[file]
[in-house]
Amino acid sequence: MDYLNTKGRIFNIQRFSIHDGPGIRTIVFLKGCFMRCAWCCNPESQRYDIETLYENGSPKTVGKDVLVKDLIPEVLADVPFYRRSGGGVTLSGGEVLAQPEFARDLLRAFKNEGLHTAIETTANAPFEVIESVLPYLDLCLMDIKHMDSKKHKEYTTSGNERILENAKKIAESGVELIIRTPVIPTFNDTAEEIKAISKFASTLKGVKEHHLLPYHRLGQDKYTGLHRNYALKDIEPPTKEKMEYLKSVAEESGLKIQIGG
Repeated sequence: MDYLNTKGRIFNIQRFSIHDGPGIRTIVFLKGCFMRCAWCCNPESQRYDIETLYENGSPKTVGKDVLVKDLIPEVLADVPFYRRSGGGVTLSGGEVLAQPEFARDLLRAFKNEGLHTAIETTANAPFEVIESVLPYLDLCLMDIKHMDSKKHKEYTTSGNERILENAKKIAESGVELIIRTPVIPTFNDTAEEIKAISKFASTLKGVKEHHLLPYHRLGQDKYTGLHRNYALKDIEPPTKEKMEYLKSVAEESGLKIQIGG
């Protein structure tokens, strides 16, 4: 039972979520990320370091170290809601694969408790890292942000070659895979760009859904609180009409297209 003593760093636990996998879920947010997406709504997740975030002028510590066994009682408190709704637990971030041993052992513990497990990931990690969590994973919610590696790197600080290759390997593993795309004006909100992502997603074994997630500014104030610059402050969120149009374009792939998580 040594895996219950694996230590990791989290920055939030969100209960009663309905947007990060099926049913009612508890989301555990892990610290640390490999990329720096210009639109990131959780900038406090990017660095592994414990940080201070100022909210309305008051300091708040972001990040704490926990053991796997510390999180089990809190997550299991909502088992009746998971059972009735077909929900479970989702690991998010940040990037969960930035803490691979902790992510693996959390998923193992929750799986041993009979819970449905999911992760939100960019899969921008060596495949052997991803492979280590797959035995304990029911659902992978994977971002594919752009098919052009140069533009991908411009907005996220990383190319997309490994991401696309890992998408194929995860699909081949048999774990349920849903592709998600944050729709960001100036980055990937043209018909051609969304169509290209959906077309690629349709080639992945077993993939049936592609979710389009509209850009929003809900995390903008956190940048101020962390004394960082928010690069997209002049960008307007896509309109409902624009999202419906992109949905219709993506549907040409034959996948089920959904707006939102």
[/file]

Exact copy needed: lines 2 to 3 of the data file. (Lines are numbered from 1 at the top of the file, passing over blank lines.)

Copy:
Amino acid sequence: MDYLNTKGRIFNIQRFSIHDGPGIRTIVFLKGCFMRCAWCCNPESQRYDIETLYENGSPKTVGKDVLVKDLIPEVLADVPFYRRSGGGVTLSGGEVLAQPEFARDLLRAFKNEGLHTAIETTANAPFEVIESVLPYLDLCLMDIKHMDSKKHKEYTTSGNERILENAKKIAESGVELIIRTPVIPTFNDTAEEIKAISKFASTLKGVKEHHLLPYHRLGQDKYTGLHRNYALKDIEPPTKEKMEYLKSVAEESGLKIQIGG
Repeated sequence: MDYLNTKGRIFNIQRFSIHDGPGIRTIVFLKGCFMRCAWCCNPESQRYDIETLYENGSPKTVGKDVLVKDLIPEVLADVPFYRRSGGGVTLSGGEVLAQPEFARDLLRAFKNEGLHTAIETTANAPFEVIESVLPYLDLCLMDIKHMDSKKHKEYTTSGNERILENAKKIAESGVELIIRTPVIPTFNDTAEEIKAISKFASTLKGVKEHHLLPYHRLGQDKYTGLHRNYALKDIEPPTKEKMEYLKSVAEESGLKIQIGG